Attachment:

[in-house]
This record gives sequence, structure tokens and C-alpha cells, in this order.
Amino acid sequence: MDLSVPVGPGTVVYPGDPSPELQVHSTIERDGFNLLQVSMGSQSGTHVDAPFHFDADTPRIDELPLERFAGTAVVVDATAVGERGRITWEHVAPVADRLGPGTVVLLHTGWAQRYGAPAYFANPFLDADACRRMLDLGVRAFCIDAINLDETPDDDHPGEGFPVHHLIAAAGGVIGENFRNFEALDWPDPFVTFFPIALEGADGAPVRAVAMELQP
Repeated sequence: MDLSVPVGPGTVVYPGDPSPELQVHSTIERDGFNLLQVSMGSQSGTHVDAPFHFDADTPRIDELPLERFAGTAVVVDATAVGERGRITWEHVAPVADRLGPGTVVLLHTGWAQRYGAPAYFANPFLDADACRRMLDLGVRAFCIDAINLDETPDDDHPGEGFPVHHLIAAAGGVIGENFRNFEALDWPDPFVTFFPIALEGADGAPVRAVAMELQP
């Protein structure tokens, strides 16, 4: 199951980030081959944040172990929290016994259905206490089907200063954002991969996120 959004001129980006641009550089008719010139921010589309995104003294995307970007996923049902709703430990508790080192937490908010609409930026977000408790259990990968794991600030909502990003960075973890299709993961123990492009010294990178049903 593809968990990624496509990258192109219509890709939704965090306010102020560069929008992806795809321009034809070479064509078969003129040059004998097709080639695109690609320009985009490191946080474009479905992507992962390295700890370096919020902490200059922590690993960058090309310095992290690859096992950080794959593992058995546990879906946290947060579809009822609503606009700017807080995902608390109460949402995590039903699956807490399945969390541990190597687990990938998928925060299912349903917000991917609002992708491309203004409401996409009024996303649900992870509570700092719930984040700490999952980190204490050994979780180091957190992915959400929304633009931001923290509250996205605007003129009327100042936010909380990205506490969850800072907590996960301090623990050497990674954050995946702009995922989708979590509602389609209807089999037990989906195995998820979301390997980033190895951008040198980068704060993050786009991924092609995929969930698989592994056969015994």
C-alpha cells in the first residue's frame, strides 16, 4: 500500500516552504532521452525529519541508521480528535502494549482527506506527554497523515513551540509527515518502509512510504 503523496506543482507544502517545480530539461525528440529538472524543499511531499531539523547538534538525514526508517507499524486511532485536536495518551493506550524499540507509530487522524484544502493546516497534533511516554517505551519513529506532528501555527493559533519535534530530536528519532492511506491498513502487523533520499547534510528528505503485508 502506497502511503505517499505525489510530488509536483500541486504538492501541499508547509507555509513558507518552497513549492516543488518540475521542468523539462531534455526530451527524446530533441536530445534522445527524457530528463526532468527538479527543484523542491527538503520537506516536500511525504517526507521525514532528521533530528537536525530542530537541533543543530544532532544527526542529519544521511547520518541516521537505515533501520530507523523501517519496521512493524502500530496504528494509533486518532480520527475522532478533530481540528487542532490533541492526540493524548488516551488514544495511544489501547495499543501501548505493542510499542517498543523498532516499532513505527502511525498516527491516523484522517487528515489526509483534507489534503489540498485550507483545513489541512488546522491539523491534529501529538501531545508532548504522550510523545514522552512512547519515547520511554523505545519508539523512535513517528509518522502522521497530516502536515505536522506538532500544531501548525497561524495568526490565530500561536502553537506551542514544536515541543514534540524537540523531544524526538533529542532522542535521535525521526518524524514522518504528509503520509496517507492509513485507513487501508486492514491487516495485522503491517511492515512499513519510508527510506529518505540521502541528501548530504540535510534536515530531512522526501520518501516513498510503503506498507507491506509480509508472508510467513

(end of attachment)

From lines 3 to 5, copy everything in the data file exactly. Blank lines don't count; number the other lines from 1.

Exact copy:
Amino acid sequence: MDLSVPVGPGTVVYPGDPSPELQVHSTIERDGFNLLQVSMGSQSGTHVDAPFHFDADTPRIDELPLERFAGTAVVVDATAVGERGRITWEHVAPVADRLGPGTVVLLHTGWAQRYGAPAYFANPFLDADACRRMLDLGVRAFCIDAINLDETPDDDHPGEGFPVHHLIAAAGGVIGENFRNFEALDWPDPFVTFFPIALEGADGAPVRAVAMELQP
Repeated sequence: MDLSVPVGPGTVVYPGDPSPELQVHSTIERDGFNLLQVSMGSQSGTHVDAPFHFDADTPRIDELPLERFAGTAVVVDATAVGERGRITWEHVAPVADRLGPGTVVLLHTGWAQRYGAPAYFANPFLDADACRRMLDLGVRAFCIDAINLDETPDDDHPGEGFPVHHLIAAAGGVIGENFRNFEALDWPDPFVTFFPIALEGADGAPVRAVAMELQP
């Protein structure tokens, strides 16, 4: 199951980030081959944040172990929290016994259905206490089907200063954002991969996120 959004001129980006641009550089008719010139921010589309995104003294995307970007996923049902709703430990508790080192937490908010609409930026977000408790259990990968794991600030909502990003960075973890299709993961123990492009010294990178049903 593809968990990624496509990258192109219509890709939704965090306010102020560069929008992806795809321009034809070479064509078969003129040059004998097709080639695109690609320009985009490191946080474009479905992507992962390295700890370096919020902490200059922590690993960058090309310095992290690859096992950080794959593992058995546990879906946290947060579809009822609503606009700017807080995902608390109460949402995590039903699956807490399945969390541990190597687990990938998928925060299912349903917000991917609002992708491309203004409401996409009024996303649900992870509570700092719930984040700490999952980190204490050994979780180091957190992915959400929304633009931001923290509250996205605007003129009327100042936010909380990205506490969850800072907590996960301090623990050497990674954050995946702009995922989708979590509602389609209807089999037990989906195995998820979301390997980033190895951008040198980068704060993050786009991924092609995929969930698989592994056969015994």